Your guide to Scheveningen
Although most people come to Scheveningen to go to the beach, there’s much more to Scheveningen, a historic fishing village that has been separate from the Hague historically. Technically, now it’s part of the Hague, however people from Scheveningen do not always like having it called “the Hague beach.” They have a separate cultural identity with their own dialect. (There is still quite a bit of active fishing in the area, so be sure to try some fish while you’re visiting!)
In 1818, the first seaside resort at Scheveningen was built, which attracted health-conscious visitors interested in bathing in salt water. In 1884, the Kurhaus was built and it really cemented Scheveningen’s place as the beach resort of the Netherlands. Today, Scheveningen is the most famous beach resort in the Netherlands.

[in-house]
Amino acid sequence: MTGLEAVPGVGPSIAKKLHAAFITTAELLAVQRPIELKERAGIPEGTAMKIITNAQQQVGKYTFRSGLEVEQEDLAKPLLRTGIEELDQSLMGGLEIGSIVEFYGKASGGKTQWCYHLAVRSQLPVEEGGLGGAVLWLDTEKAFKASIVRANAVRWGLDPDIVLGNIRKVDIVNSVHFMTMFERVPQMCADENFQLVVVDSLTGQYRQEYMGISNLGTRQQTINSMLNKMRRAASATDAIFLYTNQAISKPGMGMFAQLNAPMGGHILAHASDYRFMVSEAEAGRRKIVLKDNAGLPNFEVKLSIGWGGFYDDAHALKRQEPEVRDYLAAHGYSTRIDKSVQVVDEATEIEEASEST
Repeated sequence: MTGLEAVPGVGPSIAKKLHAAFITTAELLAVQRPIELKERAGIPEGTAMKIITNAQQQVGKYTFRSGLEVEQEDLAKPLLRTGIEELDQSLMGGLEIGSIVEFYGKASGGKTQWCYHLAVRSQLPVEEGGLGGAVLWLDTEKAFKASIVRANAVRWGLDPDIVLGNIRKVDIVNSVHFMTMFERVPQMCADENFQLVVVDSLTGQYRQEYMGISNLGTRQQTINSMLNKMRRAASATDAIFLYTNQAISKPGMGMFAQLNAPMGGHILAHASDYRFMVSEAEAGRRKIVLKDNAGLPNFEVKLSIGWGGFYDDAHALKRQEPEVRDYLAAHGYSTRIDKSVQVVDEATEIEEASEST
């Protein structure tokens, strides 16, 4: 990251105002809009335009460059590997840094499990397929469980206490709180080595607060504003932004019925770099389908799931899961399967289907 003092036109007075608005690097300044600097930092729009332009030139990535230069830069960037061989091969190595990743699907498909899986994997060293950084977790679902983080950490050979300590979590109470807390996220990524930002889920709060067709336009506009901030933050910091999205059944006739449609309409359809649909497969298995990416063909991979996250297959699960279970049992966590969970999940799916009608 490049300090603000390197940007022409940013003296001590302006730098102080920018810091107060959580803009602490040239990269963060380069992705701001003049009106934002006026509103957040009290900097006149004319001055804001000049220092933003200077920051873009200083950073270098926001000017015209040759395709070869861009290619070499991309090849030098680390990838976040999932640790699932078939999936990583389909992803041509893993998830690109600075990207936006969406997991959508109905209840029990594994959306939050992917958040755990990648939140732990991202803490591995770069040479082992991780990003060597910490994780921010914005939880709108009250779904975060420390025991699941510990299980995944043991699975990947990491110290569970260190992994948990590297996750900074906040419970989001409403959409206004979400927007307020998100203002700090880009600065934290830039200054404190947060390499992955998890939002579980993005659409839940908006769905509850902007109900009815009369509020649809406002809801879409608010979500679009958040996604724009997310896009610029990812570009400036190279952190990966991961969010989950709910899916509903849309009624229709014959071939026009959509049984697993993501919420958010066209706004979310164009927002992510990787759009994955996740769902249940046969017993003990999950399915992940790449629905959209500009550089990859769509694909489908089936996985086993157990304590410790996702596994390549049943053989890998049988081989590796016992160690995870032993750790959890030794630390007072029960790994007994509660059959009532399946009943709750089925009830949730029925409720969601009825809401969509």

Things to do in Scheveningen
As Scheveningen is one of the most visited places in the Netherlands, there’s a lot to do in Scheveningen. I’ve included the obvious as well as the less obvious things to do in Scheveningen.
Grand Hotel Amrâth Kurhaus
As soon as you arrive in Scheveningen near the pier, you will already see the Grand Hotel Amrâth Kurhaus in front of you. This stunning 5* hotel/spa has a stunning ballroom that can be visited for free if you walk through the building during the day.
This art deco masterpiece built in the late 1800s was originally a concert hall in addition to a hotel and it was famously used for many conferences. (The Rolling Stones even played here in the 1960s!) The building was not kept in good condition, but luckily it was renovated and it’s back to its original splendor.
Walk along the Scheveningen boardwalk or sit out on Scheveningen beach